Humor in Science and Theology

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Vaccines are dangerous; they cause old age.

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My daughter is celebrating completion of her first semester of organic chemistry by sharing a science joke I can actually comprehend.

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Have fun :wink::

(And neither pan nor cakes is on it!)

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True fact!!!

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One way to check would be the following:
Dose it not contain q, j, or x?
Take sets of three letters in a row in the word, do all of them contain a symbol?
Can both ends of the word be constructed (no double letters other than s, e.g.)?

The vast majority of words that fulfill all three of those will work.

If one adds in fundamental particle symbols, then a few more possibilities appear: e (electron), t (top or truth quark), d (down quark), g (gluon), x, z, and w (bosons).

Another idea I have had is to turn all of the letters into units or unit prefixes, and generate a unit for the word by multiplying all of the letter units together.

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Ya don’t say?

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Randy is on fire, btw. I’ve been in stitches reading the last week’s posts.

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Soylent Green is a classic dystopian sci-fi movie that came out in 1973. The world is reeling from a climate catastrophe. Nothing will grow due to – greenhouse gases!

(btw, Soylent Green is people)

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To each according to his gifts …

That always was cold comfort.

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Discussion in another thread on a book by Jeanson involving @Randy , @beaglelady and @Christy made me take note of this when it came up on Facebook.

Imgur

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It’s funny, I just got done watching a John Stossel vid talking about this!

Well he’s got me there! Next he’ll tell me that it doesn’t explain abiogenesis!

LIBERALS OWNED!!!1

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Send this to EPICALLY TROLL AND PWN the Darwinists!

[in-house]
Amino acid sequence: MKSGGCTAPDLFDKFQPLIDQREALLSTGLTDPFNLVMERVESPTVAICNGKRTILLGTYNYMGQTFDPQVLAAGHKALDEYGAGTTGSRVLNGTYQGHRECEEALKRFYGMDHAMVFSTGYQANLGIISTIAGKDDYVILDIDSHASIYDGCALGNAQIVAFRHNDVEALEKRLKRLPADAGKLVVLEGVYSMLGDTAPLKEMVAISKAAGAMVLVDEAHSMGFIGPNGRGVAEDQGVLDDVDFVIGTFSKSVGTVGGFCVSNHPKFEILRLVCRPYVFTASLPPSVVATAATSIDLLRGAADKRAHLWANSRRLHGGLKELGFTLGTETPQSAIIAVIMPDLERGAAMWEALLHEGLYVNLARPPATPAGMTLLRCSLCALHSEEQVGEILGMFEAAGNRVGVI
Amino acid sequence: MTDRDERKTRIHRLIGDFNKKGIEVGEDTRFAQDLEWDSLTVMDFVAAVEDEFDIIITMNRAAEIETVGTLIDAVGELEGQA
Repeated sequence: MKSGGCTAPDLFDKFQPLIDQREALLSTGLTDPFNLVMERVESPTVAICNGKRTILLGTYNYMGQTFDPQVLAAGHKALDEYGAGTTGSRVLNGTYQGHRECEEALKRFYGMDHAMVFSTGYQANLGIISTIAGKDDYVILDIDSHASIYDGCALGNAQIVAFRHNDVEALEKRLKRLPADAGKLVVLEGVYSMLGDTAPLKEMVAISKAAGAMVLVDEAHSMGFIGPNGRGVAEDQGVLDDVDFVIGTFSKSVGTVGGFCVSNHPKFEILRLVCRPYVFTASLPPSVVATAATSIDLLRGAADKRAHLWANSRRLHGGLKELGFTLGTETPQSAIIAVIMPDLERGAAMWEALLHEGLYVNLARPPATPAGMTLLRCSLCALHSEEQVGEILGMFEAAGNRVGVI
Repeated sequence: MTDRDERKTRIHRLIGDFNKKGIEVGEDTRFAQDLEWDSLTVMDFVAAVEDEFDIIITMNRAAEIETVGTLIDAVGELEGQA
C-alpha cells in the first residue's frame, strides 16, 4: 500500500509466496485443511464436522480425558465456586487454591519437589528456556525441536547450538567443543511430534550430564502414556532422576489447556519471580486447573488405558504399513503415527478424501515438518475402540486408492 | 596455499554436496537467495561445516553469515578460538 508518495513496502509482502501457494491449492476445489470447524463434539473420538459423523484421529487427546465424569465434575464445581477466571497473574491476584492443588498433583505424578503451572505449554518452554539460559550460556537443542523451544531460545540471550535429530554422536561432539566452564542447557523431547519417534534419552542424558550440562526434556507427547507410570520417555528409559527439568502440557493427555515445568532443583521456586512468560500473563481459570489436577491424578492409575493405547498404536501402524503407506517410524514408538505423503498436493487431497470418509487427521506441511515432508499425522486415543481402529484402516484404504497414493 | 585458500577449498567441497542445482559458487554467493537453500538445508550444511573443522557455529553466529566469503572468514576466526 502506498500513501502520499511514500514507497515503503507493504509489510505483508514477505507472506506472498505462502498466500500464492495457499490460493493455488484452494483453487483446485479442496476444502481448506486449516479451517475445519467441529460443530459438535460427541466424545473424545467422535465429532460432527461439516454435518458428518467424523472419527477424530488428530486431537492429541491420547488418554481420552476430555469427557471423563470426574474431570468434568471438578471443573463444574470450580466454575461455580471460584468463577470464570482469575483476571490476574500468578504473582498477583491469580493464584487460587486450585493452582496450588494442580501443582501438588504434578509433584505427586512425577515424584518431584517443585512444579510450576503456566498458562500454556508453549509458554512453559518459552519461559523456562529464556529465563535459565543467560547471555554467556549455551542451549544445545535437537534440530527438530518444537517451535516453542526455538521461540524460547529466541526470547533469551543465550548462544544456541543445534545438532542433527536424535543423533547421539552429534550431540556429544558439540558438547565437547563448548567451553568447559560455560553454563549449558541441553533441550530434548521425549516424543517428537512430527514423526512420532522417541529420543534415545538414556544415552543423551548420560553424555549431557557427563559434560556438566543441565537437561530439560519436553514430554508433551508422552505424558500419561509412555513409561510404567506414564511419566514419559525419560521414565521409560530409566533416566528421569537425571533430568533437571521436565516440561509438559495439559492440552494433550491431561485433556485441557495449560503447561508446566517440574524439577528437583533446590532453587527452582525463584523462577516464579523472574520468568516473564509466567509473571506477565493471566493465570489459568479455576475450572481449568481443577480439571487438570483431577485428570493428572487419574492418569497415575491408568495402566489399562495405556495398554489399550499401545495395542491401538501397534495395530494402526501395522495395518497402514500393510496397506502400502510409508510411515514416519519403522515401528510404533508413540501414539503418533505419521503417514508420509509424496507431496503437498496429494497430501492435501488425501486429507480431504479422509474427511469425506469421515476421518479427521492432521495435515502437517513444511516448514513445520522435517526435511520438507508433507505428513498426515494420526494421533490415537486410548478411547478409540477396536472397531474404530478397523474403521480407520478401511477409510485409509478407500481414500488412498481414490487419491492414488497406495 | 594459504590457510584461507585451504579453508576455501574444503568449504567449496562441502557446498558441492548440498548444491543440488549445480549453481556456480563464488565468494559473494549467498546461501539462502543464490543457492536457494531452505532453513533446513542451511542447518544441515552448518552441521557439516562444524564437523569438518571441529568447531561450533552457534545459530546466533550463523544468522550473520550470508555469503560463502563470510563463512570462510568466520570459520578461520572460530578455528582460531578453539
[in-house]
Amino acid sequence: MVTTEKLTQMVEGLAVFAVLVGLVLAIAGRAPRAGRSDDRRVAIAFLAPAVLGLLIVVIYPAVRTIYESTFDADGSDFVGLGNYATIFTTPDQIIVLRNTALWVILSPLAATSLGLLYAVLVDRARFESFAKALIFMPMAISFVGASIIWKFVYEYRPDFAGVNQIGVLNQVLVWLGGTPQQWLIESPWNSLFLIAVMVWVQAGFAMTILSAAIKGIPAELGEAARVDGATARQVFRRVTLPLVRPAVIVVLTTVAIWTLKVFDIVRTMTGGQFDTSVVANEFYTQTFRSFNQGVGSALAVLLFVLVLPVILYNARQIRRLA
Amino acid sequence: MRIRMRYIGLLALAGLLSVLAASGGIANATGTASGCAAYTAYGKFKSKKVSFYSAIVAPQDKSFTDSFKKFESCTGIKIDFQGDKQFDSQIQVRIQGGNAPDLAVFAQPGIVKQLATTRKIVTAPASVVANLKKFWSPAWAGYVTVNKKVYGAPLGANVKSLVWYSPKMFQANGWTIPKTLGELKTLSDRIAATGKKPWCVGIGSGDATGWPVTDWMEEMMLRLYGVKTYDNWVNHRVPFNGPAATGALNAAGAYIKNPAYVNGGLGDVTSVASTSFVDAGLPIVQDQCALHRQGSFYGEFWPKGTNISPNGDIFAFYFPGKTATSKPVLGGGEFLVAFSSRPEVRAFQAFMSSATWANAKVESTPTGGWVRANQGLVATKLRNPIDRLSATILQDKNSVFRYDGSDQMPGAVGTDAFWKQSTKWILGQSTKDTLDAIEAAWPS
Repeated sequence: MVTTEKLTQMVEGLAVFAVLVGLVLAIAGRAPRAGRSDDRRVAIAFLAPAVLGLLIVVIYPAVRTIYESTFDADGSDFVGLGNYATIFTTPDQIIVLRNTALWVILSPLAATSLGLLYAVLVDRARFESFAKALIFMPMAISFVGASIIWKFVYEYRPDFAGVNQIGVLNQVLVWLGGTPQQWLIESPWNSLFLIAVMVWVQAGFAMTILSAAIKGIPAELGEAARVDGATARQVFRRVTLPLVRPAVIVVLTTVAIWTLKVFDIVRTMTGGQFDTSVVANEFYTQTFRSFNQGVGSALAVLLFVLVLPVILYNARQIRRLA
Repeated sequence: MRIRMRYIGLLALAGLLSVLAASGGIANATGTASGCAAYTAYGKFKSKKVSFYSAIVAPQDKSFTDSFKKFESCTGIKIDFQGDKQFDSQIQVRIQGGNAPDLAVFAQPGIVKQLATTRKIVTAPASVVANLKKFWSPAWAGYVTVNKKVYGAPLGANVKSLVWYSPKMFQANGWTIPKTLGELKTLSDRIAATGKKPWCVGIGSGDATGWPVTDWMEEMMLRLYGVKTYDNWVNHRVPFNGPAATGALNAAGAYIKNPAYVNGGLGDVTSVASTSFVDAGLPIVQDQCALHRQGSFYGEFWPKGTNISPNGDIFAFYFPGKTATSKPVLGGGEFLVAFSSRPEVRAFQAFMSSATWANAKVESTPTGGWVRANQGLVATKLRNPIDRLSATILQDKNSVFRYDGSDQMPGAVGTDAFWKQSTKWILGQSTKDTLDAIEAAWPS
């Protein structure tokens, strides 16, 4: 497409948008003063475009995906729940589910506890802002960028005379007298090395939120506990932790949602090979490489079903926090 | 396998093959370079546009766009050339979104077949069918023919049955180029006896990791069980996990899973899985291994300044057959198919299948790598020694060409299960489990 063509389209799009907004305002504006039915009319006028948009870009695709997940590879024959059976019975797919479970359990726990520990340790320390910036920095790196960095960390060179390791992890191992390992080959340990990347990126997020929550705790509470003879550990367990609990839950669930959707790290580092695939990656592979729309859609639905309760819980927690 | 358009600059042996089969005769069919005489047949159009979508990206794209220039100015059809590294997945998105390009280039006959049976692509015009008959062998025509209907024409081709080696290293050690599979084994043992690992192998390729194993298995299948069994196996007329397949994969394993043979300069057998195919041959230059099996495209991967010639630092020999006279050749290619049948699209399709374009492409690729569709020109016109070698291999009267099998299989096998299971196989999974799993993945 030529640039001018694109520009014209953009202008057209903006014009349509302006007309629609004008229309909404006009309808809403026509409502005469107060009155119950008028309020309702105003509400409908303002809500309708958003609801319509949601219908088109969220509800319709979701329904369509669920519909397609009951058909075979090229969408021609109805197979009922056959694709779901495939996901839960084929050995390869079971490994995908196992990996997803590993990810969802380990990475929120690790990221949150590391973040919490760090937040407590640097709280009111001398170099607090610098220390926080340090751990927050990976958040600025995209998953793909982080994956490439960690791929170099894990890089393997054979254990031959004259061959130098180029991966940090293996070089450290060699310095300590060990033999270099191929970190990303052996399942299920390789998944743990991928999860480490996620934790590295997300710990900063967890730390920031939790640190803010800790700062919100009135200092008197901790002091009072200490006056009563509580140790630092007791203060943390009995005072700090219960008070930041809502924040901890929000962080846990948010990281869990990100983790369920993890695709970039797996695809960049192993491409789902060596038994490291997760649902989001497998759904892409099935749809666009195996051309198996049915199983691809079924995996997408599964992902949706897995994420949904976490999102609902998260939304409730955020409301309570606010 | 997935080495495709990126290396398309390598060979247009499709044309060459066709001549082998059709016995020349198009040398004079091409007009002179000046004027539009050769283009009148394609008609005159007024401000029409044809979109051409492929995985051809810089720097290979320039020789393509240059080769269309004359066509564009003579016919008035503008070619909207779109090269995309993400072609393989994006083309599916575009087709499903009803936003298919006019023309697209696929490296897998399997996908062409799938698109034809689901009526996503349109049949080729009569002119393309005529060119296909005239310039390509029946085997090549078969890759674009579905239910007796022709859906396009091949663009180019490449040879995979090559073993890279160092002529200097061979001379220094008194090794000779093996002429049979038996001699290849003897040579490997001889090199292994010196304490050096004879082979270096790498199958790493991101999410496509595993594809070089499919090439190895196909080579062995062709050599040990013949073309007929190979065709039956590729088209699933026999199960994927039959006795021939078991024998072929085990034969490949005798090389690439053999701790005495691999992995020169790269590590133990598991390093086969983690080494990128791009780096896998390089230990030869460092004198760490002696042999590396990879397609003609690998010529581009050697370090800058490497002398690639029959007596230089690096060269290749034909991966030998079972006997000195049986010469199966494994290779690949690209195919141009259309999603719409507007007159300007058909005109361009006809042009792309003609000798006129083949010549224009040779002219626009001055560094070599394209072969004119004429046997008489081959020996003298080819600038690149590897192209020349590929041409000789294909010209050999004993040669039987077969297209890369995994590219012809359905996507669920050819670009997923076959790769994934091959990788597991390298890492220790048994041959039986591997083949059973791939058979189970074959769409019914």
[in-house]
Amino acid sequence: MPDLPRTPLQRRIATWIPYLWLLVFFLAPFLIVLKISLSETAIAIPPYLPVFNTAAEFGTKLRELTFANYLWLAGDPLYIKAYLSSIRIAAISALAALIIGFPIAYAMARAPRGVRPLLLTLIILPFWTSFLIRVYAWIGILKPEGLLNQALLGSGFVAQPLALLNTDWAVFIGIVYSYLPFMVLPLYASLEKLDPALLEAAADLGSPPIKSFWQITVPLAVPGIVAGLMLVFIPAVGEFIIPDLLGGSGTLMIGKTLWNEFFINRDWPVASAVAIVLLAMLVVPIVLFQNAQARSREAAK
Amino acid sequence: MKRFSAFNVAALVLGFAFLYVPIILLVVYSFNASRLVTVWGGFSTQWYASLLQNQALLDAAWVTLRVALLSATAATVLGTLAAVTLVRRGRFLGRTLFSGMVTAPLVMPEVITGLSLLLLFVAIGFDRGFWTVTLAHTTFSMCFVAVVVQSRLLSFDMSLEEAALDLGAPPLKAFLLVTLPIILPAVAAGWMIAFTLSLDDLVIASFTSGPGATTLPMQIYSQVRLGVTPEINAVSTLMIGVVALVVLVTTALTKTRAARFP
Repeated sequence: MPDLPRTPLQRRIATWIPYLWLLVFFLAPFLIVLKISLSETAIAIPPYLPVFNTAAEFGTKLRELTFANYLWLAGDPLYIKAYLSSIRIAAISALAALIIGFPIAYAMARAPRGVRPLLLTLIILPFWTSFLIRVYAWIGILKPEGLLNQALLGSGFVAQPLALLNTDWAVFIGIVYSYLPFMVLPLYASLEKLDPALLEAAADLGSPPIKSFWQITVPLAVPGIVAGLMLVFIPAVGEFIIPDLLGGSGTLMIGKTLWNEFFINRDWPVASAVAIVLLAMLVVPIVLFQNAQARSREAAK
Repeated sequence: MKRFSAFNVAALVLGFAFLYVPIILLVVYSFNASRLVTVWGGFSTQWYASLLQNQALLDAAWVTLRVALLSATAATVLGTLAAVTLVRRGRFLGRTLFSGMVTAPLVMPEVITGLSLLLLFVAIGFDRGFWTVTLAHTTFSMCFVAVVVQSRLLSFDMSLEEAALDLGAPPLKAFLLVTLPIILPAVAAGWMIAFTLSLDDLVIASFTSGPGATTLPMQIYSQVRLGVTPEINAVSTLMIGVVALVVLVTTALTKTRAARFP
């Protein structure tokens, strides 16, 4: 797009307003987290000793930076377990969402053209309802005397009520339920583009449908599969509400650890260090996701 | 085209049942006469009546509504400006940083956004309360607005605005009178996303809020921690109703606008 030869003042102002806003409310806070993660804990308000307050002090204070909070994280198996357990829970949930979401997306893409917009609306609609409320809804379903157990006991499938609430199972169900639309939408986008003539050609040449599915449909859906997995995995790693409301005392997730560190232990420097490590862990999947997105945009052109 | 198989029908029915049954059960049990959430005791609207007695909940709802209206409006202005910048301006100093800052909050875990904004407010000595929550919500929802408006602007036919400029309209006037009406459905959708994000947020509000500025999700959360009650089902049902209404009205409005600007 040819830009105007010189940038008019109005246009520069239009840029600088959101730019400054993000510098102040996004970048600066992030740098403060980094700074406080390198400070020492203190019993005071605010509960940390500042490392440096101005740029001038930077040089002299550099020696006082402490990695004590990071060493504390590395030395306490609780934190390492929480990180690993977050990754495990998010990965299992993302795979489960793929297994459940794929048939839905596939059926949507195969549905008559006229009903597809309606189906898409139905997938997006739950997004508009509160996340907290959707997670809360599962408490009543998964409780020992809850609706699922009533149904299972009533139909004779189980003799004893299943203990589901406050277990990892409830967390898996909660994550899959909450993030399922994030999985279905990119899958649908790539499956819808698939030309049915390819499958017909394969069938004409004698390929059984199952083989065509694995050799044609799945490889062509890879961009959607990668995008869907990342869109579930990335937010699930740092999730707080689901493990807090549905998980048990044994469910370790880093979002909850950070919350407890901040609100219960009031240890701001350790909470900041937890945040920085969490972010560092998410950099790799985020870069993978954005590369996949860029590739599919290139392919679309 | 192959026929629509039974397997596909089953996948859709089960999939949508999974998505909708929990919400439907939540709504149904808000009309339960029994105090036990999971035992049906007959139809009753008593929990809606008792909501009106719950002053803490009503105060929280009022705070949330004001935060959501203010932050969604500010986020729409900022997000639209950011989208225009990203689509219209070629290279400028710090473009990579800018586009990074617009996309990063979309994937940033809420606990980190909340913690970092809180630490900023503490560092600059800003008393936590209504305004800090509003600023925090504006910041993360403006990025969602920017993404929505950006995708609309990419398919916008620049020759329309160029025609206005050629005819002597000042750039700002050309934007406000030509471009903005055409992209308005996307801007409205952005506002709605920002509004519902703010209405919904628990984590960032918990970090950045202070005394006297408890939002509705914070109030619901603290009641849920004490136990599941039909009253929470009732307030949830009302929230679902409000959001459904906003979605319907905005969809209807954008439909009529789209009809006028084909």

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The periodic table just became my new password cypher :joy:

Edit:

I know the meme was a joke but I thought I’d do some checking since I was curious… it seems that a line of numbers for a password isn’t as strong - even if generated by chemical elements - as one might think and still can’t trump the best password generation method around → a memorable line from a favourite book.

For example, PHYSiCs produces 151391455, which looks like an impressive password but only scores a medium (3 hours to crack) on a password checker.

Whereas “In the beginning was the Word” doesn’t look that impressive a password as it has no numbers or symbols and only two uppercase letters. And yet, it scores Very High (66 million years to crack!) and has the benefit of being easier to remember.

All of this is academic to one degree, since, a password is only really as secure as the server that stores it. As this website will likely show you

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The length of the password means much. Aaaaaaaaaaaaaaaaaaaaaaaaaaaaaaaaaaaa is a better password than 151391455, as far as I have understood.

The problem with long passwords is that they are more difficult to remember. A memorable line helps in remembering the password. Otherwise, you need to write the password somewhere and keep the note close to the computer you use. It makes the life of hackers easier if they can visit your working place.

The security of the server is important but the laziness of human mind is the worst weakness. Who cares to write a 100-word long password? After few attempts accompanied with writing errors, you return to the normal passwords: the name of your pet, the birthday of your child or a string with a minimum number of numbers allowed. We humans are funny animals…

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“Let your conversation be always full of grace, seasoned with salt, so that you may know how to answer everyone.” -Colossians 4:6

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